Area: 447,400 sq km
Population: 33,564,411
Date of independence: September 1, 1991
Capital: Tashkent
Ethnic minorities:  Russian (14 %) and Tajik (4 %), others (7.7%)
Religion: Islam (88% of population)

Uzbekistan – the only country at the heart of Central Asia, neighboring with all the other four Central Asian countries. Its territory is nearly the size of Sweden with vast diverse terrain from Tian Shan Mountains in the southeast and Kyzylkum Desert in the north and fertile lands of the Fergana valley in the east from Kyzylkum. Uzbekistan is home to more than thirty million people, making up the biggest population of Central Asia. It has a rich history and is known for its historical sites connected to the Silk Road. 

The territory of present-day Uzbekistan was conquered by Russia in the late 19th century. Resistance to the Red Army was eventually suppressed after the Revolution in 1917 and the Uzbek Socialist Republic was established in 1924. Uzbekistan was the main producer of cotton in the Soviet Union, which was achieved at the cost of water supply depletion that left lands and Aral Sea degraded and dried certain rivers. Churning out white gold (cotton) in Uzbekistan not only created precedent for environmental debilitation, but also for human rights abuse such as forced labor, slavery, child labor and others.  

Uzbekistan has gained its independence in 1991 and was ruled by the authoritarian leader, Islam Karimov who was atop of the power since 1989 until his death in 2016. Then the country’s rigid, state-controlled economy was very dependent on exports of cotton, gas and gold. Also, Uzbekistan’s human rights record was atrocious. It was not only one of ten nations labeled as the “Worst of the Worst” by the Freedom House in 2015, but has received the worst possible score every year since 2006. 

In 2016, after the death of Islam Karimov, who ruled the country 25 years, the former Prime Minister Shavkat Mirziyoyev took over the office. The change of the power gave hope for positive developments in the country and its stagnant economy. He has improved relations with Uzbekistan’s neighbors and introduced wide-ranging economic, judicial, and social reforms. As a result, its economy was slightly diversified and its dependence on the cotton monoculture was decreased. Also, Shavkat Mirziyoyev improved the country’s appalling human rights record, by liberating political prisoners, loosening the restrictions on free expression and increasing accountability of government institutions to the citizenry. Some journalists are now covering sensitive issues that were previously taboo. Despite the new president’s attempts to bring about positive changes the country, human rights violations, torture, politically-motivated prosecutions, and forced labor still remain prevalent. Journalists are still persecuted and charged for offences on the freedom of speech.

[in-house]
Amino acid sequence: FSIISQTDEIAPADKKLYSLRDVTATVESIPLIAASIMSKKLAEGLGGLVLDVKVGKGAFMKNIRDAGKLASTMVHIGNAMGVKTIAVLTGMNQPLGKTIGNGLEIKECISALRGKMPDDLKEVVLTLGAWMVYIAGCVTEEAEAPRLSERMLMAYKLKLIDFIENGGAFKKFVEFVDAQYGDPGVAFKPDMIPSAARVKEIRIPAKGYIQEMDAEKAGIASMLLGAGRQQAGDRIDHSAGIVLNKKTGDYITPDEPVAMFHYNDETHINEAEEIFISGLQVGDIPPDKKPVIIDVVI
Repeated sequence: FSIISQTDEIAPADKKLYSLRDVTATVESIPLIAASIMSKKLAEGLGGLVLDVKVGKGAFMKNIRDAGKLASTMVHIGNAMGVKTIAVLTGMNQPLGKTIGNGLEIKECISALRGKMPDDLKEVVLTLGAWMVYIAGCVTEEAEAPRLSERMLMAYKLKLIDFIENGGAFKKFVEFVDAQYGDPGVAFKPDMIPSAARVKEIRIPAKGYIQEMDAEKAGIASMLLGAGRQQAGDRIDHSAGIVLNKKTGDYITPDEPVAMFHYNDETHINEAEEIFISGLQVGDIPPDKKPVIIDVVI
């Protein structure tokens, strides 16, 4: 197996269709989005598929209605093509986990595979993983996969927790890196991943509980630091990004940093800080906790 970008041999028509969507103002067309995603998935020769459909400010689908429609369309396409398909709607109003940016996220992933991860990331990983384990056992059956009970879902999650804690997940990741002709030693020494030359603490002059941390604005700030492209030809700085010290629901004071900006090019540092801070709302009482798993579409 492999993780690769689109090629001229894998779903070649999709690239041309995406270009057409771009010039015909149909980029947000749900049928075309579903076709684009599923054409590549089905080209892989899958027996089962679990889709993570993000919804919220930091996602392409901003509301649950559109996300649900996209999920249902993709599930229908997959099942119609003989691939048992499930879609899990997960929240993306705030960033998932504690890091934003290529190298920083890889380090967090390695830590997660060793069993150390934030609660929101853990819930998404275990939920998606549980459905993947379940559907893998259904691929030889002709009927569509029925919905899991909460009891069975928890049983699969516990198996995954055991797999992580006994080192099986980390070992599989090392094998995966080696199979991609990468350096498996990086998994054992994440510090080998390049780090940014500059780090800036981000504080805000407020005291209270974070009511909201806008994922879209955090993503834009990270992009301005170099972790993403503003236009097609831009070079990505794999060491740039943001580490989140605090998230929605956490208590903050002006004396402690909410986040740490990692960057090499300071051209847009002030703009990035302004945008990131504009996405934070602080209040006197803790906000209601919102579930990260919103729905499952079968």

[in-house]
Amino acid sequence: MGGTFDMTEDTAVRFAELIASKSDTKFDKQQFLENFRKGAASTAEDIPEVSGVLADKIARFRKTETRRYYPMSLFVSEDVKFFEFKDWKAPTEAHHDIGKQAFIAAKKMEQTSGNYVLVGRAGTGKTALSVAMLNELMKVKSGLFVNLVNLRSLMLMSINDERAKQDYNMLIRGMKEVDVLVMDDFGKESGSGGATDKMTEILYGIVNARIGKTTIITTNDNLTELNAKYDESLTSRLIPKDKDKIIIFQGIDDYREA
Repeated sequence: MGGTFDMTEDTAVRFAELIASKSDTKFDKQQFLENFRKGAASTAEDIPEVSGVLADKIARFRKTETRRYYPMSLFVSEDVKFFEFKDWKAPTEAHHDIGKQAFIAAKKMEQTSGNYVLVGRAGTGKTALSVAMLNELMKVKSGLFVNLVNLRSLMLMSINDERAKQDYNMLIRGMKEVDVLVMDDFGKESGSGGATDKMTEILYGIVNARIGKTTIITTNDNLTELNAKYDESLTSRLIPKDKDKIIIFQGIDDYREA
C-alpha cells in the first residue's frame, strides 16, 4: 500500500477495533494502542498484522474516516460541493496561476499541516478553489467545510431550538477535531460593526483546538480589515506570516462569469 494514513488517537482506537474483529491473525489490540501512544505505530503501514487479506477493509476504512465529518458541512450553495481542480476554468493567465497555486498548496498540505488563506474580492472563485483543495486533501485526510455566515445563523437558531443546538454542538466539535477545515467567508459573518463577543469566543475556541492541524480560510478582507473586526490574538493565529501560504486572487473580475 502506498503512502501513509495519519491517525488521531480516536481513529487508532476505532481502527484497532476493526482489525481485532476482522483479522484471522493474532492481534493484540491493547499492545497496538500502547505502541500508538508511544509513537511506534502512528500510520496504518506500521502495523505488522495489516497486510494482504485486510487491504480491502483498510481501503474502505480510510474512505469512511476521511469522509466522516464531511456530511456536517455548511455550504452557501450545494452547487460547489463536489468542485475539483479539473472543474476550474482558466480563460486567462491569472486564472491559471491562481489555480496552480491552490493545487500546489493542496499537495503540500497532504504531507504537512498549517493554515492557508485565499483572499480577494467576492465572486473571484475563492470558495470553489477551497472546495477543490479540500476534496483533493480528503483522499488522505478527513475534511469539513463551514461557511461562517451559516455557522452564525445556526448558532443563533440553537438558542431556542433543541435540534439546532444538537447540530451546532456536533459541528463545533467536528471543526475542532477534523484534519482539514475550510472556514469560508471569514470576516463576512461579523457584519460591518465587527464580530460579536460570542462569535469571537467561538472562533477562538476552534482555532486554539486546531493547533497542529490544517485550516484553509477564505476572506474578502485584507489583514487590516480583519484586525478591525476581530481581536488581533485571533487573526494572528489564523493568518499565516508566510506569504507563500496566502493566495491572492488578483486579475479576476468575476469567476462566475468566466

The strict laws regarding the registration of NGOs are loosened and have given more freedom to conduct their activities; yet, tedious administrative procedures requiring a record of organizations’ each activity are still in place. The new government removed 16,000 names from a blacklist list containing 17,000 people suspected for religious extremism raising hopes for religious liberty in Uzbekistan. Yet, the current administration seems reluctant to lift stringent religious restrictions introduced by the previous government as it continues to detain and imprison individuals for expressing their beliefs on religious matters . 

Women in Uzbekistan are denied their fundamental right to be free from violence. Current legal, economic, and social structures prevent women from receiving protection and appropriate services for domestic violence crimes. The absence of law on domestic violence causes inappropriate prosecution of such cases and indicates a lack of acknowledgement of the severeness of the problem by the government. LGBT+ community is subjected to severe discrimination and homophobia. Consensual sexual relations between men are criminalized, with a maximum prison sentence of three years. It is often reported that police use blackmail and extortion against gay men, threatening to out or imprison them.